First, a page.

By now, you've likely heard of the metaverse.
Last month, CEO Mark Zuckerberg sent everyone running to their dictionaries to figure out what he was talking about when he said Facebook was changing its name to Meta and declared the metaverse not only the next chapter for his company, but "the next chapter for the internet."
The thing is, the word and concept aren't new. Neal Stephenson coined the term in his 1992 science-fiction book Snow Crash, in which people use avatars to explore an online world. A number of small metaverses have since developed, where people meet, play games and even watch live shows.
Some of those early adopters aren't happy with a large corporation staking claim.
What does the metaverse look like right now?
The metaverse is described as an internet 3.0, a place where people can do real life things — like work out, meet with colleagues, or take a class — but all online and in virtual reality.
Jason Moore teaches television and virtual reality at Brooklyn College and spends a couple of hours in the metaverse every day.
"These are virtual worlds that, when you're inside of them, feel like you're inside a kind of a cool video game," he said.
"But it's so much more than a game because it's like the internet, where you're socially connected. So, you know, you can do just about anything in the metaverse."
Anyone can strap on a virtual reality headset in their living room and enter an alternate online universe. There are currently a handful of mostly unconnected metaverse platforms, including VRChat, NeosVR and Roblox.
When Moore connects, he arrives in his home world, which he describes as a little planet. From there, he navigates to other locations. He recently watched a live performance called Mycelia, set in an underground cave.
"[It] felt like it was carved out of gemstones and stalactites and with a beautiful water cave. And this incredible artistic troupe actually connected electrodes, and these mushrooms were sending out electrical signals that were translated into music," he said.
Moore said a dancer was suspended in midair and the audience floated in the water below.
"You could actually swim underwater during the performance and see. And you could also kind of explore the cave system around the central stage," he said.
As well as going anywhere or doing anything, you can also look however you want, by creating an avatar. For Moore, that's a bulldog.
"So I look down and see these big, meaty paws," he said.
From a bulldog bathing in a bejeweled cave to poker in the stratosphere, there is no end to the possibilities. And Zuckerberg sees big things ahead for both the metaverse and his company.
Who should own the metaverse?
There are many questions about what role Zuckerberg's company should play in building the metaverse.
Meta's vice president of metaverse, Vishal Shah, is adamant that the company doesn't want to dictate what's created within.
"We're explicitly not trying to build this alone. It's kind of like saying, you know, what company owns the internet? It doesn't really make sense if you frame it that way," Shah said.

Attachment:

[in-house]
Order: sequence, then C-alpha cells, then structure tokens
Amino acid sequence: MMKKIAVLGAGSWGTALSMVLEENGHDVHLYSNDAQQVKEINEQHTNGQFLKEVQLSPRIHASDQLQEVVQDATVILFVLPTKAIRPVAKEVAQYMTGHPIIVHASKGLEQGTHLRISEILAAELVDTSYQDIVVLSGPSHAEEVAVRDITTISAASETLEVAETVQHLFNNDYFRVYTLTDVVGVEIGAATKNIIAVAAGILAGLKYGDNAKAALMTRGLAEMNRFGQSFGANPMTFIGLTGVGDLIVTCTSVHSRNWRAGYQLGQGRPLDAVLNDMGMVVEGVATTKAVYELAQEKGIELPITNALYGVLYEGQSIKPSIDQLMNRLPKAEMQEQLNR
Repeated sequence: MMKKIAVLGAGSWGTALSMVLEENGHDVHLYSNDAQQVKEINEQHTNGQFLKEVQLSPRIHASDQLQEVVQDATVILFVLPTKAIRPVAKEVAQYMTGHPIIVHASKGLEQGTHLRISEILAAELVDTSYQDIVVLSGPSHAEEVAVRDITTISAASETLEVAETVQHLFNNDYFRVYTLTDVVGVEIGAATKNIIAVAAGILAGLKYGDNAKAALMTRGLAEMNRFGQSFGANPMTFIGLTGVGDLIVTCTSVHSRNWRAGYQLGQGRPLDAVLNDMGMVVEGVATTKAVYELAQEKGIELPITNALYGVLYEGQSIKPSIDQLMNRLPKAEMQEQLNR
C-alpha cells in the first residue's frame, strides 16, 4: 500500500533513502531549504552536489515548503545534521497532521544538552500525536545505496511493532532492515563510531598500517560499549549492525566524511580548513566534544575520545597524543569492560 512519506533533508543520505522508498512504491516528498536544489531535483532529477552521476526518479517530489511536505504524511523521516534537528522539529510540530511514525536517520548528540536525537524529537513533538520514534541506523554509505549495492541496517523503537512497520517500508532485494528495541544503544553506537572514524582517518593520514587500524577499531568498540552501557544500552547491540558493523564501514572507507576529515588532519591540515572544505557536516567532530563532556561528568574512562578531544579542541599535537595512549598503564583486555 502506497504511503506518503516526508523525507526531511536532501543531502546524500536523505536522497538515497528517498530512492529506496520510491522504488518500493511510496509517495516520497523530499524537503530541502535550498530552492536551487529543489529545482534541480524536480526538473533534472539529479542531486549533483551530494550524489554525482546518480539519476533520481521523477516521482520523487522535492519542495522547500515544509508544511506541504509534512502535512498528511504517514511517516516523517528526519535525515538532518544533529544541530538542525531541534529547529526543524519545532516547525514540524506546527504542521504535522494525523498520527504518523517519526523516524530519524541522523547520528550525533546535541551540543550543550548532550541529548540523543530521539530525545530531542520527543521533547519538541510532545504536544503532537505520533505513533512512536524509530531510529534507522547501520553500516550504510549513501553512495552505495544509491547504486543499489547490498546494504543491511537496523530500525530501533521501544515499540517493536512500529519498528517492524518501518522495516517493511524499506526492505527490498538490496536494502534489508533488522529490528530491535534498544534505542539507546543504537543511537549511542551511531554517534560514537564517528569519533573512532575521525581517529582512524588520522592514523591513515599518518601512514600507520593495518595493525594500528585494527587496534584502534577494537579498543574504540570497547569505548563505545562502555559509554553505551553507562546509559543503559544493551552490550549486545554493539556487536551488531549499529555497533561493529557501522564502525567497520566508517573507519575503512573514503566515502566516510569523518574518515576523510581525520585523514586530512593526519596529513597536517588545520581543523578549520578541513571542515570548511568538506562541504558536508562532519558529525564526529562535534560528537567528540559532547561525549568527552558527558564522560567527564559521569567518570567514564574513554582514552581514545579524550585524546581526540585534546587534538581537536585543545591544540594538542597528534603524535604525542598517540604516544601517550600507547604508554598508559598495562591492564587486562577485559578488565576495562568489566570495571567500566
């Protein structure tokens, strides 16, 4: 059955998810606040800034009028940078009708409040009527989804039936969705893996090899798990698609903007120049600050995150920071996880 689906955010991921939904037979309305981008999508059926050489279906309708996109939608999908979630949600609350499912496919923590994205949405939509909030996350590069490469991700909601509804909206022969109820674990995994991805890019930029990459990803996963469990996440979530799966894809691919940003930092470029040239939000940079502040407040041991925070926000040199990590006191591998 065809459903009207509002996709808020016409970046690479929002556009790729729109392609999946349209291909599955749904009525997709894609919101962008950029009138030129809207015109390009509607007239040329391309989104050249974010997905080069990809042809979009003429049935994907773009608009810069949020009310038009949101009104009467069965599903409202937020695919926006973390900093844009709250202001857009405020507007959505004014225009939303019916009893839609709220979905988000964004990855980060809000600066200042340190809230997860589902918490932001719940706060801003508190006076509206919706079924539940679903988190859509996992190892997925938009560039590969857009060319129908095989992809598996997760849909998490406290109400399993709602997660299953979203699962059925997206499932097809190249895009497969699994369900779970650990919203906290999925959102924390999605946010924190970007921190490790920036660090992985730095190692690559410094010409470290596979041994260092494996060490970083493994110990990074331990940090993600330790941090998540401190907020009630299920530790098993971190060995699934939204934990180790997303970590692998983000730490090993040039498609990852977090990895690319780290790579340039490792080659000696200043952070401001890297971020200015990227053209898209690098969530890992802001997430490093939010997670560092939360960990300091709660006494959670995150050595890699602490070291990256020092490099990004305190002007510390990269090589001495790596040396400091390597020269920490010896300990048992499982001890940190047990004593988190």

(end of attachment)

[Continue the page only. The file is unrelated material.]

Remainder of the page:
Instead, the vision is that Meta provides the backbone for the metaverse in which everyone is invited to come, play, build and experiment.
"And we've said pretty clearly that we want these experiences that get built to be as interoperable as possible because that creates the most value for creators, for consumers, for the economy."
"We want to build the underlying infrastructure."
This concerns Moore.
"I think it should be for everyone, and it should not be controlled by any one company. Certainly, it should not be controlled by a company that's demonstrated that they really put profits over people at every step of the juncture," he said.
The company has recently been pummeled by revelations in a cache of leaked documents that show how it has failed to control misinformation and extremism and detail a host of other problems.
Shah said the company had learned from its struggle and would build safety and privacy into the metaverse.
"I think we're in a better position because we have dealt with those things — to ask the right questions upfront — to ensure that we are thinking about them in a way that can be future-compatible," he said.
Then, there is the question of whether people really want the future to be the metaverse. Meta is betting that they do and plans to spend at least $10 billion just this year on its metaverse division and to hire 10,000 people to work on it during the next five years. The company worries that Facebook is losing relevance as its users age, according to the leaked documents. So staying on top of the next big technology trend, like the metaverse, to attract younger people may be key to Meta's existence.
Tech analyst Benedict Evans isn't so sure it will play out that way. He believes that every 15 years or so there's a great generational reset in tech and that we're at the start of one now.
In his recent essay "Metabrand," he offers a warning:
"Tech history is full of companies that dominated one generation trying to seize the next — they tend not to make it. The incumbents very rarely create the future, and the future very rarely comes from a centralized, $10 billion project."